The Monterey Coastkeeper

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					The Monterey Coastkeeper:
A Program of The Otter Project
Sea otters are suffering from high levels of chemical contaminants including DDT (legacy pesticide), PCB
(legacy lubricant and insulating liquid), and PBDE (modern flame retardants).
If we ever hope to achieve full recovery of the sea otter population we will need to slow the flow of these
chemical pollutants from land to sea.

Monterey Coastkeeper supports The Otter Project by being actively engaged in inland water quality issues.
Sea otters don’t pollute the ocean, people on land do. Monterey Coastkeeper gives us greater leverage to
work on inland issues that impact the health of the ocean.

According to the Pew Oceans Commission, “Marine-protection strategies cannot stop with site-level
practices at the water’s edge. They must reach inland to incorporate regional and neighborhood land-use
reforms. These reforms should be imbedded in the comprehensive plans and zoning ordinances of coastal
cities, towns, and counties.”

Monterey Coastkeeper has both urban and agricultural programs meant to complement and bolster existing
regulatory efforts. Monterey Coastkeeper cannot enforce the law, but it can be a critical watchdog.

Urban Runoff Planning and Review
Urban runoff, or storm water, is the largest source of ocean pollution. Cities are required to develop plans
to mitigate the impacts of urban runoff. Urban runoff plans include measures to contain oils and metals
from roadways and cars, sediment from grading activities, chemicals from swimming pools, detergents
from washing cars, pesticides from landscaping, and sewage waste from leaking sewage laterals or illegal
bypasses. Cities are required to educate the public about how their storm drain system most often connects
directly to the local streams or ocean. Urban runoff plans can also drive development standards, requiring
pervious pavements, new designs for streets and sidewalks, and open space for storm water percolation.

Success! Salinas Development Standards
In early September the Central Coast Regional Water Quality Control Board approved development
standards for the City of Salinas. Salinas is the largest city on the Central Coast and is surrounded by
agricultural lands prime for development. Salinas recently annexed land for 12,000 new homes.

For two years the City has balked at new water quality protective development standards and has stalled on
fulfilling the requirements of its 2005 pollution discharge permit. Monterey Coastkeeper, with the help of
Dan Cloak, a leading urban runoff consultant, reviewed draft urban design standards and provided the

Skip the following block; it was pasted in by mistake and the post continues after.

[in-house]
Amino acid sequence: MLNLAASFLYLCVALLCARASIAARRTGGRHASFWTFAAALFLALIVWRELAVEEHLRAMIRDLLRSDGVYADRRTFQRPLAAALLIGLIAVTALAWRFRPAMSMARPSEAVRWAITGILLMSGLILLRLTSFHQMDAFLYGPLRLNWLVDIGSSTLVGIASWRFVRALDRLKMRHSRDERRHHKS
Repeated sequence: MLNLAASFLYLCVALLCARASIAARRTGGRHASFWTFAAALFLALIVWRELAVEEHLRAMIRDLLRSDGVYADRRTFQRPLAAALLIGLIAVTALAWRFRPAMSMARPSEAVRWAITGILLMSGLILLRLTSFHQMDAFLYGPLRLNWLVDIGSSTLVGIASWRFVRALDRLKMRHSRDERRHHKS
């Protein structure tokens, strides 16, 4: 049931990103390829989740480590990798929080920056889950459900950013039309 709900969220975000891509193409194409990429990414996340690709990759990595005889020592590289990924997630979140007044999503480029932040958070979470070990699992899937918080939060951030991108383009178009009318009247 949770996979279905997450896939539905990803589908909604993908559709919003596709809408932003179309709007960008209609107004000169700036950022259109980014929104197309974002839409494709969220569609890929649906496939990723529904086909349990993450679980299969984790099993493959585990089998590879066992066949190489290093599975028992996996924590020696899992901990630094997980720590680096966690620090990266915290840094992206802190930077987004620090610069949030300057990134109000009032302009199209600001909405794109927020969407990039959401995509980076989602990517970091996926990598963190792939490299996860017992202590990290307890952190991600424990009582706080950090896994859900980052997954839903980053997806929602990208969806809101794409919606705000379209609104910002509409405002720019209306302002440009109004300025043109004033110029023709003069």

Regional Water Quality Control Board with extensive revisions. The Regional Board approved the permit
with 80-percent of the Monterey Coastkeeper changes as “required revisions.” New development in Salinas
will now incorporate “Smart Growth” and standards more protective of water and air quality.

Progress! Santa Cruz Region Urban Runoff Plans Reviewed
Monterey Coastkeeper has completed preliminary review of the urban runoff plans for five Santa Cruz
region communities. Coastkeeper is cooperatively working with the communities and local environmental
organizations in advance of the formal agency approval process slated for March 2009.

Agricultural Runoff Monitoring
The Central Coast is a hub of agricultural activity with approximately 600,000 acres devoted to irrigated
farmland. When properly managed, runoff into public waters from irrigated agriculture is eliminated. When
not properly managed, runoff carries nutrients, pesticides, and legacy chemicals (DDT) to our rivers and
oceans. Our sea otters are carrying huge loads of toxic chemicals washed from farms.

In August, Monterey Coastkeeper kicked off a large program designed to monitor runoff from farms.
Samples will be collected by our trained water quality program manager, Andy Hess, and sent to certified
labs for testing. Results will be discussed with growers and farm owners. Growers enrolled in programs to
reduce farm runoff will be encouraged. Farmers not enrolled in progressive programs will be asked to make
changes in their farming practices.

Our program is meant to assist farmers reach clean water standards. In the circumstance that a grower is
found to be polluting our public water, and refuses to participate in programs to reduce pollution, water
quality monitoring results will be passed on to regulating agencies for enforcement.

How to Contact Us
Monterey Coastkeeper®
475 Washington Street, Suite A
Monterey, CA 93940
FAX 831.646.8843
Report Polluters: 831.646.8840